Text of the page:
At the Punjabi Dhaba off I-5 in Bakersfield, California, tables have been set up outside and masked clients are seated at a distance of six feet apart. There is ample parking space for truckers to pull in. Twelve dollars will buy four whole wheat rotis, daal (lentil soup dressed with a tadka of ginger, garlic, caramelized onions, and fire-roasted tomatoes) and, for the meat-eater, a treat of lean goat meat curry. Creamy steaming chai is a possibility. 

Balvinder Singh Saini knows that truckers are required to take a break before they complete 8 hours of driving and must stop driving after clocking 11 hours. The truck’s log system records and reports the time spent on the road. His dhaba is perfect for that thirty minute stop.

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As the pandemic unfolded earlier this year, truckers have soldiered on through closed rest stops and food chains to deliver essential goods. Balvinder Singh and the Punjabi Dhaba have kept the wheels turning come rain, sunshine, or pandemic, plying truckers with heart-healthy fare. 

The dhaba feels like a piece of home. It has Punjabi music and Punjabi movies on the wall-hung TVs. The ladies in the kitchen, like aunts back in Punjab, wear Indian salwar trousers and kameez shirts and share family gossip while they hand-roll rotis. Balvinder Singh Saini himself stops and chats beside the outdoor tables with tales of his own, watching indulgently while his customers devour their meals.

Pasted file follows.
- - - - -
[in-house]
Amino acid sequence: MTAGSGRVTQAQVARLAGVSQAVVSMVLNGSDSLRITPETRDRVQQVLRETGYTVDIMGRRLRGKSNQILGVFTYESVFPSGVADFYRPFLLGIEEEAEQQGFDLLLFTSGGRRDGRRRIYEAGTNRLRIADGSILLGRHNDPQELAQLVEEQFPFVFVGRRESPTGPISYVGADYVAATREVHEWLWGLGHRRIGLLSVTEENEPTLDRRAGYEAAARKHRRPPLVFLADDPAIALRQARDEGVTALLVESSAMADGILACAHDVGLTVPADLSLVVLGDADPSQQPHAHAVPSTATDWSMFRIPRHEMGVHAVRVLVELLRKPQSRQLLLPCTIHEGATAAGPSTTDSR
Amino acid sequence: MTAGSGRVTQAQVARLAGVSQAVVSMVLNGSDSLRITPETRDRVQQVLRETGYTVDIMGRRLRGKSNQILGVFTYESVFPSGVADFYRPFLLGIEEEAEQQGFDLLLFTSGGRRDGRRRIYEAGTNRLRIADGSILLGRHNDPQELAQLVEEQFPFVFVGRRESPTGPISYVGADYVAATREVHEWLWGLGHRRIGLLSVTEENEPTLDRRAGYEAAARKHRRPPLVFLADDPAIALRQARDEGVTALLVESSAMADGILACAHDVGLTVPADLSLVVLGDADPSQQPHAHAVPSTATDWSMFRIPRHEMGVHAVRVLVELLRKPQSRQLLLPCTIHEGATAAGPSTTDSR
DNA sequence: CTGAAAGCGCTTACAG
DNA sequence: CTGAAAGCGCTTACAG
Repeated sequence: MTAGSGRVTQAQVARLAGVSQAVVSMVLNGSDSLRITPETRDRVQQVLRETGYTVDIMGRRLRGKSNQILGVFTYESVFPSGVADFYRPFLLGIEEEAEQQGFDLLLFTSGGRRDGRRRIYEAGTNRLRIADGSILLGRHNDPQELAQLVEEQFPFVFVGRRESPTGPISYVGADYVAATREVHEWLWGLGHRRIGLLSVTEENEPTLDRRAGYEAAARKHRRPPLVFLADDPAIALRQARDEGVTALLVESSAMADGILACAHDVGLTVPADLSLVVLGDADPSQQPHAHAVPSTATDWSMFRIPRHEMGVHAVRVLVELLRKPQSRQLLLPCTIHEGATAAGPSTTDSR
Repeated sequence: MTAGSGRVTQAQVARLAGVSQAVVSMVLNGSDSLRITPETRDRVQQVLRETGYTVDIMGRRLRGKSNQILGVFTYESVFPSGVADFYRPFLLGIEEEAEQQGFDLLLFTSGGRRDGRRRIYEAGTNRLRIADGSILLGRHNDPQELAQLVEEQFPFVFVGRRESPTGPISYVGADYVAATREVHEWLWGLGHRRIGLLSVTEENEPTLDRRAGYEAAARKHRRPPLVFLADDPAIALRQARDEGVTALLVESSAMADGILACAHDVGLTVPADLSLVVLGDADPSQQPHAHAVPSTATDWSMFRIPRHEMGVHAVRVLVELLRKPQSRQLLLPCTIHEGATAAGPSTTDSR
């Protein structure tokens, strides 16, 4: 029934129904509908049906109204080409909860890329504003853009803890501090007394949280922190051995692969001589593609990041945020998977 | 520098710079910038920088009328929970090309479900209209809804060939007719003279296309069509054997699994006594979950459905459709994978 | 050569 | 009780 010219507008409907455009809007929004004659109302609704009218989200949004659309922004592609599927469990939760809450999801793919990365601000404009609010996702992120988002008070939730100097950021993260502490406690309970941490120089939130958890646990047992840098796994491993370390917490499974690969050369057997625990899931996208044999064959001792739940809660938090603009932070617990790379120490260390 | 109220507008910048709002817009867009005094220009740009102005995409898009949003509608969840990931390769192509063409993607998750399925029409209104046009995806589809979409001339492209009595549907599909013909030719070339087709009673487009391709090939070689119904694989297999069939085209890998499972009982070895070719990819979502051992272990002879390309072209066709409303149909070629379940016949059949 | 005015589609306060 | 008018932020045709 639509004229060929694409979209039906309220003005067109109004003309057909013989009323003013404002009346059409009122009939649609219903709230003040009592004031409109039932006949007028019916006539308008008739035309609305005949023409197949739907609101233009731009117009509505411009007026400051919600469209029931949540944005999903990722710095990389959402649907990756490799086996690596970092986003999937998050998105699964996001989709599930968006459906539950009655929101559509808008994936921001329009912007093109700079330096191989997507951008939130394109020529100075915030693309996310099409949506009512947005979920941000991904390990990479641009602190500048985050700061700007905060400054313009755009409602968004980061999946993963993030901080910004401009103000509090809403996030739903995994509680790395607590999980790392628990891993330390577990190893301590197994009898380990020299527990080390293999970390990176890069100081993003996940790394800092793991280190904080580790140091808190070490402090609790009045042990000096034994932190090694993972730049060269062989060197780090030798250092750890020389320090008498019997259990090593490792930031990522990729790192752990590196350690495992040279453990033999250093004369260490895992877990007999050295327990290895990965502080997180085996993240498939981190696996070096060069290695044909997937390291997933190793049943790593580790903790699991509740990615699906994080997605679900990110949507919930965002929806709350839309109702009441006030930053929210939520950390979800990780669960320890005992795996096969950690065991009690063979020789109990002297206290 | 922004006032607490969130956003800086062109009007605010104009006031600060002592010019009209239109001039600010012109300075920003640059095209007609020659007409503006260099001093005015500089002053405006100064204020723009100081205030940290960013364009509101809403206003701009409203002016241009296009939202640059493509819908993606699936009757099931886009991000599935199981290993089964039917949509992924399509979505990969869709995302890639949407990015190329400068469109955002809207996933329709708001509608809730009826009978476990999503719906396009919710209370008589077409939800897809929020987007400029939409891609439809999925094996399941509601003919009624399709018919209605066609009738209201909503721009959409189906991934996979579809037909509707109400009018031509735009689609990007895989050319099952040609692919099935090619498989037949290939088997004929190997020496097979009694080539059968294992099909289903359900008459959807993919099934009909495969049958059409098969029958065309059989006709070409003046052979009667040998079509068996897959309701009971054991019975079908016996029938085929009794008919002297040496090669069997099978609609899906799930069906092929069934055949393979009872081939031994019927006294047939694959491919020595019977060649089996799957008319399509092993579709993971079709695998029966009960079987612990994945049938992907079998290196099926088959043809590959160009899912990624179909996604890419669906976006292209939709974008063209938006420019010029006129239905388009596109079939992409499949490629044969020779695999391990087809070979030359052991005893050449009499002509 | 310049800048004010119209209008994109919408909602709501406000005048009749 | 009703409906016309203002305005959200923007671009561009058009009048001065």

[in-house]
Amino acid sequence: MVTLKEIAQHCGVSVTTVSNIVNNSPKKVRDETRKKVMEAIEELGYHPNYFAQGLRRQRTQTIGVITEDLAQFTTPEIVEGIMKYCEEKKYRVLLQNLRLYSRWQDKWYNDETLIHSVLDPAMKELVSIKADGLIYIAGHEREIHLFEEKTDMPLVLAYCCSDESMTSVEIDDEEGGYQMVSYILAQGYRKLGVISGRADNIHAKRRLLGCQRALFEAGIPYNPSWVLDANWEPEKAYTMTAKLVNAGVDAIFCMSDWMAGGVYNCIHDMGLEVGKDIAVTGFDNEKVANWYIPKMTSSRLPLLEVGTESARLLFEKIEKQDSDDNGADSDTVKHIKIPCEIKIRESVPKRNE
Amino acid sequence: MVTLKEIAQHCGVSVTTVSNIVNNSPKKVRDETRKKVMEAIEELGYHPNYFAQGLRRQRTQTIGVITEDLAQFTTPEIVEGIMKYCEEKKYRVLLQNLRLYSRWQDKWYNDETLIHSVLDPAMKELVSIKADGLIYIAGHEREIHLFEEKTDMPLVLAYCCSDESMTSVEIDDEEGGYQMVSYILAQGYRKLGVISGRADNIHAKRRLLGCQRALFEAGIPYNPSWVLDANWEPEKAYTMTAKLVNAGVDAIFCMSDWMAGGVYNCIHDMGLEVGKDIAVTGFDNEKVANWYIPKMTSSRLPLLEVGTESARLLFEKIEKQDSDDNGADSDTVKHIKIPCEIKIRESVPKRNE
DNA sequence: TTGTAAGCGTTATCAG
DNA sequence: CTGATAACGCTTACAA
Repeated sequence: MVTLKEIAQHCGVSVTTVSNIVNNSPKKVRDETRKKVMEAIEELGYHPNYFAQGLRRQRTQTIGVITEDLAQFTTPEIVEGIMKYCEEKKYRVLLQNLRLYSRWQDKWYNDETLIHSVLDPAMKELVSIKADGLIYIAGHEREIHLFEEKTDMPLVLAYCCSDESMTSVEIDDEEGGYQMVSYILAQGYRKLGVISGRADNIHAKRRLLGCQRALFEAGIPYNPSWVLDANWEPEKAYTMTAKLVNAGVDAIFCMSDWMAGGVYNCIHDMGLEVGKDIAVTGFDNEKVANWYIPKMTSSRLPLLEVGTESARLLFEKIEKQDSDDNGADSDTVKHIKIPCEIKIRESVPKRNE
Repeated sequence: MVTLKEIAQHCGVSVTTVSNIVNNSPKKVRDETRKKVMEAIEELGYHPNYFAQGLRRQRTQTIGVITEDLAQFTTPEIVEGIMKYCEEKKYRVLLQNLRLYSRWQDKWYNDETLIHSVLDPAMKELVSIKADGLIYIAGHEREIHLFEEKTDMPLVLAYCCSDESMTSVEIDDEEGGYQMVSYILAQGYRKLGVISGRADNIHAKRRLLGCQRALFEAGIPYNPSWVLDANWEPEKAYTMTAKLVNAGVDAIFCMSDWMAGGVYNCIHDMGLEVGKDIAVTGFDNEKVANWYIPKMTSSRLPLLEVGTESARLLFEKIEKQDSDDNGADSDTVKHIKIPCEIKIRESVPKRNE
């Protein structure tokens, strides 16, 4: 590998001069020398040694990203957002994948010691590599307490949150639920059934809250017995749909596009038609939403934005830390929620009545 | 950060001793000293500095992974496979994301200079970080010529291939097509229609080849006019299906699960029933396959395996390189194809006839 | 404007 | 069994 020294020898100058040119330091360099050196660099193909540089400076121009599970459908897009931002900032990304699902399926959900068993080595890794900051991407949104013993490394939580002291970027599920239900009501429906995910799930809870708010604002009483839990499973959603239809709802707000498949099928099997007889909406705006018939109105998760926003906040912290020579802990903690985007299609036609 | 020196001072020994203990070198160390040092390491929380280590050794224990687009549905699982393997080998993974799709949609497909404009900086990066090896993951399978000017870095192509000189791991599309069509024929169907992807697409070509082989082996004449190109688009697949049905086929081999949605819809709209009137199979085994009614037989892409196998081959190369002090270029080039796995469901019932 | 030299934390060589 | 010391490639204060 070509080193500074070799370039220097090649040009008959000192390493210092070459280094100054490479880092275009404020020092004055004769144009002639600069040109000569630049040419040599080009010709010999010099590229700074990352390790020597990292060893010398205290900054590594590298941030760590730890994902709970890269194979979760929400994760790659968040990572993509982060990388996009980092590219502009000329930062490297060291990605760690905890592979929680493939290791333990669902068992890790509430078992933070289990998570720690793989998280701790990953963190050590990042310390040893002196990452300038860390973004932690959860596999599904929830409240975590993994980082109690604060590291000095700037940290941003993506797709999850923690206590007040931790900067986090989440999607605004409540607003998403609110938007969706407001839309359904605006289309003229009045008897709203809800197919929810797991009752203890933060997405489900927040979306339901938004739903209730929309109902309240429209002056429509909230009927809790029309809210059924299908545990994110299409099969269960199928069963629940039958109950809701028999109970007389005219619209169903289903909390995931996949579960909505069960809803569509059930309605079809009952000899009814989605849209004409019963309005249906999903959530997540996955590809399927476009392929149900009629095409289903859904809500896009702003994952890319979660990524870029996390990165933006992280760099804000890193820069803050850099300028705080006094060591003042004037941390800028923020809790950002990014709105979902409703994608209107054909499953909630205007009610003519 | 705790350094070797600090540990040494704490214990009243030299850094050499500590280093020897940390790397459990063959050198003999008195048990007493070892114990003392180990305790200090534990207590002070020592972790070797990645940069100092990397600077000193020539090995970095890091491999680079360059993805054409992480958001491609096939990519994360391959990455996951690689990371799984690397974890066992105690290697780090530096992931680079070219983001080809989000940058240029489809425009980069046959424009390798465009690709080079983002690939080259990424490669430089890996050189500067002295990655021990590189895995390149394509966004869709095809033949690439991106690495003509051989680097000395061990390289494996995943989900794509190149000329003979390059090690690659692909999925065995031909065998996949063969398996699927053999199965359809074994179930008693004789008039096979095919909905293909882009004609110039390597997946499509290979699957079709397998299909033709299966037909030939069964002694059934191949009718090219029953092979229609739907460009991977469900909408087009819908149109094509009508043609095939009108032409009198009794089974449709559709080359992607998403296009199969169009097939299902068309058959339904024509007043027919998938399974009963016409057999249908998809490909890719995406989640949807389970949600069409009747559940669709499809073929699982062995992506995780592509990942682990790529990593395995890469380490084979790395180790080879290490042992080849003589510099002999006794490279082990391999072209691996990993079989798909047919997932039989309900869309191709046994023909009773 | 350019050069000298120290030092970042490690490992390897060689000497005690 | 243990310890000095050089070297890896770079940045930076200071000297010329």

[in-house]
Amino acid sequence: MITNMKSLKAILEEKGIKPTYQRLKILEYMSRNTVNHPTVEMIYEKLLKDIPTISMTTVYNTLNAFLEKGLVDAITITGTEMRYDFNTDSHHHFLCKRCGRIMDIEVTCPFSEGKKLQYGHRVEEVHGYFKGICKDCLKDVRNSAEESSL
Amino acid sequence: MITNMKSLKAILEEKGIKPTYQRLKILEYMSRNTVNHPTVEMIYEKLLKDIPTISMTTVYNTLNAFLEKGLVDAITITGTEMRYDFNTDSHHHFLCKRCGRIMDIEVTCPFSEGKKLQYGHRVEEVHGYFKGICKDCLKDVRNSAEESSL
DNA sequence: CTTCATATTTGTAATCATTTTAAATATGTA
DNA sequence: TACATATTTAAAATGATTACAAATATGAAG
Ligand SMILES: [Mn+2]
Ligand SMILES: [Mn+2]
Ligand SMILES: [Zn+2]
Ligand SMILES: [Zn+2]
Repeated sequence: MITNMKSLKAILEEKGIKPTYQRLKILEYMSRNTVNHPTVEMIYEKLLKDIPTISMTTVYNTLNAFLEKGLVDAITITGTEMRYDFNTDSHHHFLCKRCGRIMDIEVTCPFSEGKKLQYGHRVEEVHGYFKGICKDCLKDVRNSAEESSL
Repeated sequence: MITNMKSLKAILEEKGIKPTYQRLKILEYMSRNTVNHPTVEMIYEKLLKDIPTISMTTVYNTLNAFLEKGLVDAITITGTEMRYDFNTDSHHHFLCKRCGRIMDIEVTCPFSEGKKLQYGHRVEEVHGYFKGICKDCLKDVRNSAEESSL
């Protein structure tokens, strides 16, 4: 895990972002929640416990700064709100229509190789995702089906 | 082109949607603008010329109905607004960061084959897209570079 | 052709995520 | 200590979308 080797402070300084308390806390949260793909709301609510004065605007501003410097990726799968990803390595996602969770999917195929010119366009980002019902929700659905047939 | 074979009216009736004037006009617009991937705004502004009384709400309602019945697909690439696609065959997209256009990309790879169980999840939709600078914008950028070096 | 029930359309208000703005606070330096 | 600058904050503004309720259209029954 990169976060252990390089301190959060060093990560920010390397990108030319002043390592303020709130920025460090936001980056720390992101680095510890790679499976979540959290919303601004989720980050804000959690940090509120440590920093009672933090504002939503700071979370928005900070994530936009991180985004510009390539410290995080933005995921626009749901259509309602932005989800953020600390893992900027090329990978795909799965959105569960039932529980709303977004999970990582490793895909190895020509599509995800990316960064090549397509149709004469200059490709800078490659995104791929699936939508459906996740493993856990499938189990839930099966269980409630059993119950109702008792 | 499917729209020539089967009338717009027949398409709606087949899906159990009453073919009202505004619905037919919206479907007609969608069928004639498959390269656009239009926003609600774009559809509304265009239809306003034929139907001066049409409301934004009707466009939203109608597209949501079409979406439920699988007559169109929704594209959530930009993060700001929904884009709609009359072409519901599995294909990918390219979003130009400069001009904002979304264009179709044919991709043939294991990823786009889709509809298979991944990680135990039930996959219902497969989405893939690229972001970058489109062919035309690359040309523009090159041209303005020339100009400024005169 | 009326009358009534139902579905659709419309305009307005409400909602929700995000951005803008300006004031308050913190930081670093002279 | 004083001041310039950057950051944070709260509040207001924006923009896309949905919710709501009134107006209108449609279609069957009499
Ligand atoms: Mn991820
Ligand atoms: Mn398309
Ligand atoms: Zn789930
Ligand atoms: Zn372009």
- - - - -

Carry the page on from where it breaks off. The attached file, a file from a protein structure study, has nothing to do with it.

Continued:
“It is not just the body of the trucker, it is the spirit that gets nourished at these rustic eateries,” says Balvinder Singh Saini.

Dhabas on US Highways

  • Punjabi Dhaba 2546 S Union Ave Bakersfield, CA 93307
  • Punjabi Truck Stop (I-40, exit 26) -11561 N 1900 Rd, Sayre, OK 73662. (580) 928-2500
  • Panjabi Dhaba Restaurant & Vega Truck Stop 3650, I-40, Vega, TX 79092
  • Punjabi Dhaba 48243 Memorial Dr, Newberry Springs, CA 92365
  • Taste of India 2405 NM-469, San Jon, NM 88434
  • Dillon Truck Stop, San Jon, NM (I-40, exit 356) 
  • Punjabi Dhaba 2650 N Roundup Ave, Kingman, AZ 86401
  • Punjabi Dhaba 7311 Hwy 104 N, Cedar Grove, TN 38321
  • Tandoori Indian Restaurant 12501 Valley View Rd, Shawnee, OK 74804
  • Pilot Truck Stop, southside of Indy (I-495, exit 4) 
  • Spiceland Truck Plaza, New Castle, IN (I-70, exit 123)
  • Spicy BiteTA Truck Stop, Milan, NM (I-40, exit 79) 1203-1299 Motel Dr, Milan, NM 87021
  • Demming Truck Plaza, Demming, NM (I-10, exit 81)